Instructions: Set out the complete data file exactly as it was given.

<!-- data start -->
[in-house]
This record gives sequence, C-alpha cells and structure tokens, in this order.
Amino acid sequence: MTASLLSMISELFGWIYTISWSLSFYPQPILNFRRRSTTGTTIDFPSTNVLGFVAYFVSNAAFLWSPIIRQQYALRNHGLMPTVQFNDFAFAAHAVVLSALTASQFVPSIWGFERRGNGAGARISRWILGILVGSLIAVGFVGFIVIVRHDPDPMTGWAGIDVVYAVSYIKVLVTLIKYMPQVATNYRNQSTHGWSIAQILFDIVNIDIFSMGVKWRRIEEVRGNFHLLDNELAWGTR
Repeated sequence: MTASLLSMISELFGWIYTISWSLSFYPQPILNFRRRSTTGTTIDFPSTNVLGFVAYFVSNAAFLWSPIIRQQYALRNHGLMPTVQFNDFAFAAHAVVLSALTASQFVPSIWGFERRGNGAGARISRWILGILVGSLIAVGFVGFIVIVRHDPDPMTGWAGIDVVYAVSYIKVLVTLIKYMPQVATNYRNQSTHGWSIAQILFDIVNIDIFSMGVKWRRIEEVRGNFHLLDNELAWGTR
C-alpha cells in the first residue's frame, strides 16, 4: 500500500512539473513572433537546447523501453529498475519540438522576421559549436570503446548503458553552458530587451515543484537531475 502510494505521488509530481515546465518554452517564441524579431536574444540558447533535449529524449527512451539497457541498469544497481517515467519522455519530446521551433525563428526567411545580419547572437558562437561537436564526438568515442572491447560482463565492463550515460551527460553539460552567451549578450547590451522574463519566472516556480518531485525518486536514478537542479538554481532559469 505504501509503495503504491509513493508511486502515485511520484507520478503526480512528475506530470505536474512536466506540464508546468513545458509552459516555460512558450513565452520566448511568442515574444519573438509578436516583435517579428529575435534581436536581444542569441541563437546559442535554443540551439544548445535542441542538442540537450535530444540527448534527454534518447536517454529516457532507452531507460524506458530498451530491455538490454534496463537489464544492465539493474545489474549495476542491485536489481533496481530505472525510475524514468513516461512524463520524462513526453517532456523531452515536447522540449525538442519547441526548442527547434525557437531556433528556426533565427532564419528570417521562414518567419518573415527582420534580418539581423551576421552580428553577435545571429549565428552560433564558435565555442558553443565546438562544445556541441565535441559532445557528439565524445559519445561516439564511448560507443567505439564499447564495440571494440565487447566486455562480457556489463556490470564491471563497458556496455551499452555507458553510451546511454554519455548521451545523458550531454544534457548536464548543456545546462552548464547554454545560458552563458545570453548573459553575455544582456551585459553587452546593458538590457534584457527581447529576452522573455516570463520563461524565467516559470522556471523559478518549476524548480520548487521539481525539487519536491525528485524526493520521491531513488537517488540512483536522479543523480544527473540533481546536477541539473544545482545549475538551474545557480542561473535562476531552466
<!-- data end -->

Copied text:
[in-house]
This record gives sequence, C-alpha cells and structure tokens, in this order.
Amino acid sequence: MTASLLSMISELFGWIYTISWSLSFYPQPILNFRRRSTTGTTIDFPSTNVLGFVAYFVSNAAFLWSPIIRQQYALRNHGLMPTVQFNDFAFAAHAVVLSALTASQFVPSIWGFERRGNGAGARISRWILGILVGSLIAVGFVGFIVIVRHDPDPMTGWAGIDVVYAVSYIKVLVTLIKYMPQVATNYRNQSTHGWSIAQILFDIVNIDIFSMGVKWRRIEEVRGNFHLLDNELAWGTR
Repeated sequence: MTASLLSMISELFGWIYTISWSLSFYPQPILNFRRRSTTGTTIDFPSTNVLGFVAYFVSNAAFLWSPIIRQQYALRNHGLMPTVQFNDFAFAAHAVVLSALTASQFVPSIWGFERRGNGAGARISRWILGILVGSLIAVGFVGFIVIVRHDPDPMTGWAGIDVVYAVSYIKVLVTLIKYMPQVATNYRNQSTHGWSIAQILFDIVNIDIFSMGVKWRRIEEVRGNFHLLDNELAWGTR
C-alpha cells in the first residue's frame, strides 16, 4: 500500500512539473513572433537546447523501453529498475519540438522576421559549436570503446548503458553552458530587451515543484537531475 502510494505521488509530481515546465518554452517564441524579431536574444540558447533535449529524449527512451539497457541498469544497481517515467519522455519530446521551433525563428526567411545580419547572437558562437561537436564526438568515442572491447560482463565492463550515460551527460553539460552567451549578450547590451522574463519566472516556480518531485525518486536514478537542479538554481532559469 505504501509503495503504491509513493508511486502515485511520484507520478503526480512528475506530470505536474512536466506540464508546468513545458509552459516555460512558450513565452520566448511568442515574444519573438509578436516583435517579428529575435534581436536581444542569441541563437546559442535554443540551439544548445535542441542538442540537450535530444540527448534527454534518447536517454529516457532507452531507460524506458530498451530491455538490454534496463537489464544492465539493474545489474549495476542491485536489481533496481530505472525510475524514468513516461512524463520524462513526453517532456523531452515536447522540449525538442519547441526548442527547434525557437531556433528556426533565427532564419528570417521562414518567419518573415527582420534580418539581423551576421552580428553577435545571429549565428552560433564558435565555442558553443565546438562544445556541441565535441559532445557528439565524445559519445561516439564511448560507443567505439564499447564495440571494440565487447566486455562480457556489463556490470564491471563497458556496455551499452555507458553510451546511454554519455548521451545523458550531454544534457548536464548543456545546462552548464547554454545560458552563458545570453548573459553575455544582456551585459553587452546593458538590457534584457527581447529576452522573455516570463520563461524565467516559470522556471523559478518549476524548480520548487521539481525539487519536491525528485524526493520521491531513488537517488540512483536522479543523480544527473540533481546536477541539473544545482545549475538551474545557480542561473535562476531552466